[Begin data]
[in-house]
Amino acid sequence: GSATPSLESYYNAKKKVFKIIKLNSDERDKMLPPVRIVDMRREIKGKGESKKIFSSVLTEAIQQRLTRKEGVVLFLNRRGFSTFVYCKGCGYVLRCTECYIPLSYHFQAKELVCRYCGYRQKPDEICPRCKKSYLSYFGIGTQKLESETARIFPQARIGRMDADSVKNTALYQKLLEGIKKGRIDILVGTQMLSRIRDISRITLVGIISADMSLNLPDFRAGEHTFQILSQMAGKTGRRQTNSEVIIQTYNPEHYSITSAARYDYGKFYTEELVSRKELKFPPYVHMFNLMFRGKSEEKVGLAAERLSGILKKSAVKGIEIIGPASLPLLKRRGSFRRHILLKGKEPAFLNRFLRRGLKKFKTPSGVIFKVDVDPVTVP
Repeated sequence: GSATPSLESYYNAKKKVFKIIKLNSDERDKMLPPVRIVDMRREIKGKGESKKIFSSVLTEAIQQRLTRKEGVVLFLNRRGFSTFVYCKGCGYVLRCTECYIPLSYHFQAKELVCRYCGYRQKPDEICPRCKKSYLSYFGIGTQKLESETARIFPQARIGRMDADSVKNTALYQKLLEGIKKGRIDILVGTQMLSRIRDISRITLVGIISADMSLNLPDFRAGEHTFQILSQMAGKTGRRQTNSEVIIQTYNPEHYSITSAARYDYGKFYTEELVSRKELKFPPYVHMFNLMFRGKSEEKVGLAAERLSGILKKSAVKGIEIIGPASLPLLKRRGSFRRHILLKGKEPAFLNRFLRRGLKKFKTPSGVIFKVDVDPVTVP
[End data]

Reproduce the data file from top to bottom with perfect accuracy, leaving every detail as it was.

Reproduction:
[in-house]
Amino acid sequence: GSATPSLESYYNAKKKVFKIIKLNSDERDKMLPPVRIVDMRREIKGKGESKKIFSSVLTEAIQQRLTRKEGVVLFLNRRGFSTFVYCKGCGYVLRCTECYIPLSYHFQAKELVCRYCGYRQKPDEICPRCKKSYLSYFGIGTQKLESETARIFPQARIGRMDADSVKNTALYQKLLEGIKKGRIDILVGTQMLSRIRDISRITLVGIISADMSLNLPDFRAGEHTFQILSQMAGKTGRRQTNSEVIIQTYNPEHYSITSAARYDYGKFYTEELVSRKELKFPPYVHMFNLMFRGKSEEKVGLAAERLSGILKKSAVKGIEIIGPASLPLLKRRGSFRRHILLKGKEPAFLNRFLRRGLKKFKTPSGVIFKVDVDPVTVP
Repeated sequence: GSATPSLESYYNAKKKVFKIIKLNSDERDKMLPPVRIVDMRREIKGKGESKKIFSSVLTEAIQQRLTRKEGVVLFLNRRGFSTFVYCKGCGYVLRCTECYIPLSYHFQAKELVCRYCGYRQKPDEICPRCKKSYLSYFGIGTQKLESETARIFPQARIGRMDADSVKNTALYQKLLEGIKKGRIDILVGTQMLSRIRDISRITLVGIISADMSLNLPDFRAGEHTFQILSQMAGKTGRRQTNSEVIIQTYNPEHYSITSAARYDYGKFYTEELVSRKELKFPPYVHMFNLMFRGKSEEKVGLAAERLSGILKKSAVKGIEIIGPASLPLLKRRGSFRRHILLKGKEPAFLNRFLRRGLKKFKTPSGVIFKVDVDPVTVP